By  on November 6, 2008

Elizabeth Arden Inc.’s multichannel business model, boosted by its union with Liz Claiborne, will usher the beauty company through a tough holiday season, the firm’s chairman, president and chief executive officer E. Scott Beattie told analysts Thursday.

Arden is bracing for a challenging and pivotal second quarter on the heels of posting a first-quarter loss, compared with a year-ago gain, because of costs related to the integration of Claiborne’s fragrance brand portfolio. The “challenging consumer and retail environment worldwide and the impact of foreign currency fluctuations” also led the firm to reduce its sales and earnings guidance for the full year.

For the first quarter ended Sept. 30, Arden posted a net loss of $12.5 million, or 45 cents a diluted share, compared with net income of $350,000, or 1 cent a share, in the year-ago period. Excluding restructuring expenses and those related to the company’s recent license agreement with Claiborne, net income for the quarter was $3.1 million, or 11 cents a diluted share, compared with $1.1 million, or 4 cents a share, in the year-ago quarter.

Beattie said, despite a strong new product offering, “Our retailers in North America experienced a dramatic falloff in traffic, particularly from mid-September forward. As a result of this reduction and store retail performance, many of our retailers have been very cautious with regard to basic stock replenishment and inventory build for Christmas.”

With holiday approaching, many retailers are stocking up on promotional gift sets and curbing orders on basic stock replenishment, said Beattie. Net sales gained 4.6 percent to $284.2 million from $271.8 million a year ago. Revenues rose slightly more, 4.8 percent, when the unfavorable effects of foreign currency translation were excluded.

For the quarter, net sales in the North American fragrance business gained 9 percent, driven largely by the addition of the Claiborne portfolio, which helped lift revenues in U.S. department stores 45 percent. The gains were partially offset by a 4.6 percent decline in Arden’s mass market fragrance sales.

North American fragrance sales — which include department stores, mass retailers and e-commerce — accounted for between 60 and 65 percent of Arden’s overall sales, according to the company.

Arden grew its Prevage high-tech skin care franchise by 27 percent in the quarter with the U.S. introduction of Prevage Body, which will begin to roll out internationally in the second and third quarters.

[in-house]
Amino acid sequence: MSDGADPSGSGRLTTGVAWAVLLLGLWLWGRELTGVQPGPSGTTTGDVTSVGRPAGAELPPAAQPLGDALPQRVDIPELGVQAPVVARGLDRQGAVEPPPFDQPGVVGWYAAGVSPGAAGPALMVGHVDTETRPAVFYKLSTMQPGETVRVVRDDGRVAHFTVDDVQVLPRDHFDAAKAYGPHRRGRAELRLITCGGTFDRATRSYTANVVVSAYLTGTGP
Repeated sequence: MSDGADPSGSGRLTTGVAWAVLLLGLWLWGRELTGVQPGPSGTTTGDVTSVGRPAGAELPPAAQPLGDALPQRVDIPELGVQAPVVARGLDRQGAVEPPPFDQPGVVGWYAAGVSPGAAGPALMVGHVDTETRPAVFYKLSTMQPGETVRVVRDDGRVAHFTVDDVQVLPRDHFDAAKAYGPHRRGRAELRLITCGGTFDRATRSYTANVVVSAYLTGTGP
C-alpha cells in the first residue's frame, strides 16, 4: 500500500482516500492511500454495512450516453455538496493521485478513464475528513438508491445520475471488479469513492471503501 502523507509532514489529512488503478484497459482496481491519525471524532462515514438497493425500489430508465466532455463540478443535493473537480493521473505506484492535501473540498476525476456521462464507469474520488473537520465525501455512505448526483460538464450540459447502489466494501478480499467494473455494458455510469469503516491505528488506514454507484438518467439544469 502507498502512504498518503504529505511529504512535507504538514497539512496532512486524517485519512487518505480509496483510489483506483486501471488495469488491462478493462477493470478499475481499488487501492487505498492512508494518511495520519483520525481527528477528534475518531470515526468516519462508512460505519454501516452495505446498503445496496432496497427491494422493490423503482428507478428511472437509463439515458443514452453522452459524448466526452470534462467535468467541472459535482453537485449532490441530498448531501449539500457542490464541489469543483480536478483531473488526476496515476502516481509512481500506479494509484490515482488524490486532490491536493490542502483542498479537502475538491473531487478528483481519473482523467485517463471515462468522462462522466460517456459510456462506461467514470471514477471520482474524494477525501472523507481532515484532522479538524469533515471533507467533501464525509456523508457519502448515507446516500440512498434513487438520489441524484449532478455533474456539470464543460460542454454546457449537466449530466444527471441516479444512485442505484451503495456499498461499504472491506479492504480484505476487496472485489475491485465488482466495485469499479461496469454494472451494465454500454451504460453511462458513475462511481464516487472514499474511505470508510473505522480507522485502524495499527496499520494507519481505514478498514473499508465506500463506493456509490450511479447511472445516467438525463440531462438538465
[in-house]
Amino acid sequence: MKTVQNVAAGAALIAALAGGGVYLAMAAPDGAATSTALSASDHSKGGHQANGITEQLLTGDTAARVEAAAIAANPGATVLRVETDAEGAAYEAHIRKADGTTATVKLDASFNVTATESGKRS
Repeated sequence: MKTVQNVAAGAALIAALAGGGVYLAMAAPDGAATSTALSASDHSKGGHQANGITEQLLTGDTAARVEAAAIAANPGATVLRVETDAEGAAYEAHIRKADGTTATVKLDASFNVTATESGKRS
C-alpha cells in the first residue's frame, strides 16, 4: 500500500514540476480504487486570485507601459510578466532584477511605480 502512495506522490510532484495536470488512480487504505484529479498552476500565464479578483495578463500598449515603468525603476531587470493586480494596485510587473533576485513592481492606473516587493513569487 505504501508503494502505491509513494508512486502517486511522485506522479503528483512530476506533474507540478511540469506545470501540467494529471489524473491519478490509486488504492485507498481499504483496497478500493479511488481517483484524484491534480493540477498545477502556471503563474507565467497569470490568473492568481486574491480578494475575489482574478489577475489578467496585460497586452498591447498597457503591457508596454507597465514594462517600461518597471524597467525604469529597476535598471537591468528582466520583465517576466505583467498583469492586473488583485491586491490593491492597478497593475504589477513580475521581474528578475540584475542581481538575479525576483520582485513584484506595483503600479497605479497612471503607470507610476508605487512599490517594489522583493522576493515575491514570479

On the international front, net sales ticked up 1 percent, said the company.

Beattie said he expects second-quarter results to benefit from a spate of upcoming launches, including the Elizabeth Arden Pretty fragrance and the international launch of Prevage Body. He added that recent introductions, namely Mariah Carey Luscious Pink, Viva La Juicy, Rocawear 9IX and Usher’s UR for Men and UR for Women, are performing strongly. During the quarter, the company increased advertising and promotional spending by 18 percent.

Arden said it will spend a significant amount at retail on displays and signage to entice hesitant and value-focused consumers to buy during the holiday season, the company’s second quarter. Beattie said the mass market accounts for about 80 percent of the company’s business in the second quarter.

Citing slower consumer spending, the company lowered its fiscal 2009 guidance for the first half and the full year. Arden expects full-year EPS of $1.50 to $1.75, down from the $1.65 to $1.85 guidance introduced at the conclusion of the fourth quarter. Sales, initially expected to rise 12.5 to 14 percent, are now anticipated to be up 6.5 to 8.5 percent for the year and 1 to 3.5 percent in the first half.

Arden completed the integration of the Claiborne fragrance brand portfolio, which includes Juicy Couture, Lucky Brand and other scents, in late August, and retained Art Spiro, executive vice president of Claiborne brands, to lead global development.

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